The thing that's hard to see from the query trenches is that the waiting doesn't magically end after you're done querying agents. And worse, the worrying doesn't go away either. After you have the book deal or the agent, the worrying cranks in to crazyland. I don't know about everyone else, but when I query, there's a hope that it'll work out. I dream about it going well, but it's pretty abstract. Once there's a contract in hand, the Sagittarius gets real.

As in, before, in the querying stage, that was just warm up, because holy Scorpio, the Sagittarius is on fire and I don't know what the Capricorn I was thinking when I was worried about those queries.

Yeah, I had that moment.

It wasn't pretty.

Worse, it was a really big wake up call that everything every writer with a contract in hand had said was true. It's crazy when you're playing for keeps. Did I vary my sentence structure enough? Do I use the right peel when talking about bananas? Did I boil my characters down too much and make all my prose lifeless, tasteless drivel that sounds like something Ben Stein would read in an out take for the Ferris Bueller's Day Off extended, special edition DVD?

Right, deep breaths.

So, while I didn't like the idea that the people who came before were totally on to something, and that maybe the waiting would magically resolve itself, NOPE. I am not the exception. The process is going for me exactly how it went for all those before me (great, I can't even be unique in my meltdowns???!!!).


Sunday, November 2, 2014

A Brief Retrospective

My birthday is right around here somewhere, and I have to admit, this last year has been pretty interesting. I've had successes and failures. I've written books, moved my family, and things are...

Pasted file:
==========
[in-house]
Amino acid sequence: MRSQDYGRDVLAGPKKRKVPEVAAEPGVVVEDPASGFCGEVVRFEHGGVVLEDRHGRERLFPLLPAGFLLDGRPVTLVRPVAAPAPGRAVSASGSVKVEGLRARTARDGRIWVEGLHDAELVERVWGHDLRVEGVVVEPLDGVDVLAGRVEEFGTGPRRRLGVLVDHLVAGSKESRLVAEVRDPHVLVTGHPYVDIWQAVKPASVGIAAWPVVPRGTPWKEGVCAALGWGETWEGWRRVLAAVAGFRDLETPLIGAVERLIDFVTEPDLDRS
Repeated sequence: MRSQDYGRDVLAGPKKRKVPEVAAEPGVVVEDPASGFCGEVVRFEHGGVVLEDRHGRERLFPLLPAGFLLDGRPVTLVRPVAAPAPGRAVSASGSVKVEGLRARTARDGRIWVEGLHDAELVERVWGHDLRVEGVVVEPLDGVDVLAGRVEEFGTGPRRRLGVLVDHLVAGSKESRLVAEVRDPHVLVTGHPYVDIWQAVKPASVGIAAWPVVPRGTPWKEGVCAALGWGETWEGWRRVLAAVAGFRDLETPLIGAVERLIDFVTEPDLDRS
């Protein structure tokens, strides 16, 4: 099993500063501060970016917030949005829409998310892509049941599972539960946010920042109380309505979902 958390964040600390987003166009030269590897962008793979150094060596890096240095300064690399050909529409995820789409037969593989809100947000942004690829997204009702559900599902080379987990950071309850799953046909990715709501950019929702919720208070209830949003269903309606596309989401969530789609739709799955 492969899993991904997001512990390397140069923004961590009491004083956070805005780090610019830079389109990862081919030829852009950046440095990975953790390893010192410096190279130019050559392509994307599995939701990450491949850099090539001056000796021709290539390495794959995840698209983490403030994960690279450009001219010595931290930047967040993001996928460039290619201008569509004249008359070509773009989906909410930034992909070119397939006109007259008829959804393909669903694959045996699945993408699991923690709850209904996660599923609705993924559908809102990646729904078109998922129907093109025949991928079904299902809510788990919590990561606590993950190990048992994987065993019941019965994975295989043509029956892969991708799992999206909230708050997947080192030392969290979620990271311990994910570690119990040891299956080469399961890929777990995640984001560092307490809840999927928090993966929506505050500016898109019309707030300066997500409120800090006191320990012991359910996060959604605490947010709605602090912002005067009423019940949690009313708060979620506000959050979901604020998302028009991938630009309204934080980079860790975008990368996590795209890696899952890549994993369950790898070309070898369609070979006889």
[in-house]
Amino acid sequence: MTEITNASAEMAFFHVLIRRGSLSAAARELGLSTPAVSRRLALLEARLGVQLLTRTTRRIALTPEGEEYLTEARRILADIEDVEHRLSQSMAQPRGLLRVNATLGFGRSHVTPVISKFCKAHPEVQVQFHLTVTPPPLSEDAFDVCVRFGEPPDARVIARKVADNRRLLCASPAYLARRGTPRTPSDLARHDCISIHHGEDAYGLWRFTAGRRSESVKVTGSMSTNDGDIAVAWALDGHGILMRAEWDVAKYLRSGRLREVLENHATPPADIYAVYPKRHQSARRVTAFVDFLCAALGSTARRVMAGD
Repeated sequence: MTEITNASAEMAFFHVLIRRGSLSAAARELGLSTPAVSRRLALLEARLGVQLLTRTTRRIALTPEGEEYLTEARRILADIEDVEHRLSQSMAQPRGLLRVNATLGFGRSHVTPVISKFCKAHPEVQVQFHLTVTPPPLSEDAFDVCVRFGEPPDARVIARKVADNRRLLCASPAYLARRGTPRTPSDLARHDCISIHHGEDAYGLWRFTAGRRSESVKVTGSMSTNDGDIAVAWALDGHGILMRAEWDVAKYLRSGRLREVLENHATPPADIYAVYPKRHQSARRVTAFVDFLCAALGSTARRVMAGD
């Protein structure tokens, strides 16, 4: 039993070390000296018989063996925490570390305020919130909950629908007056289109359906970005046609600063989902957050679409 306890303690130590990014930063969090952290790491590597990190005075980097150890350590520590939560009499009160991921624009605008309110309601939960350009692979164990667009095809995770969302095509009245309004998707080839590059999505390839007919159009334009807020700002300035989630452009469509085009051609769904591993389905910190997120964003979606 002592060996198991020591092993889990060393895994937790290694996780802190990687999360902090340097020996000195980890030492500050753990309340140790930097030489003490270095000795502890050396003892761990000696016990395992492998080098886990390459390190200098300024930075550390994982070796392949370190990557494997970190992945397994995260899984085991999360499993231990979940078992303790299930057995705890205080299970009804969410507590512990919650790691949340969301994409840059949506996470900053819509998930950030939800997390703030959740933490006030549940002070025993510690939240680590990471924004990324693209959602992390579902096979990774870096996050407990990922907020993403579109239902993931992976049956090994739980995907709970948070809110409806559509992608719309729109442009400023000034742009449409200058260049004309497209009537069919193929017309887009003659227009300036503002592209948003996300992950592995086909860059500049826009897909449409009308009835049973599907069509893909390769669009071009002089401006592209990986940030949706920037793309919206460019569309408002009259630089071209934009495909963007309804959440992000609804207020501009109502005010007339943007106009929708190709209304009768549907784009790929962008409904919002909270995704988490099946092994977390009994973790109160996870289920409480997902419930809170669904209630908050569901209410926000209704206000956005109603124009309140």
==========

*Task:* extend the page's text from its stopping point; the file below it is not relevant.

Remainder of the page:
Well, this is publishing, so things are about where they were last year. Some prospects faded, some bloomed. I guess that's the way life goes. So on to the recap.

My [age redacted for public safety reasons]th year in a nut shell:

The big thing was selling my first book. That was definitely a highlight. I also had my first full request (prior to that), and I'm not gonna lie, I spent a somewhat embarrassingly long time in the query trenches before I got a full request. 

Close calls left and right. I've never had so many close calls in and out of publishing. It was the year I was *this* close.

And then there was my first full request ever. I'm not gonna lie, it was sort of embarrassing how I'd never had a full request prior to the one I got this last year. I really felt like I should have managed to get someone's interest up earlier, but up until that point I'd had a handful of partials. It was quickly followed by more requests, a very gratifying response.

I've had a new IRL job, and while that's been a big bonus to things like steady pay, it's been rough pounding out the words (I'm a whopping 500 words into NaNo, but I already knew I wouldn't be able to write the whole pinata in one sitting, but more on that later).

I've had some success from an unlikely protagonist: a gnome hunting dog.

I grew my first giant pumpkin.

All in all, not a bad [age redacted for public safety]th year.

Okay, so it's not very giant. Still, I grew it.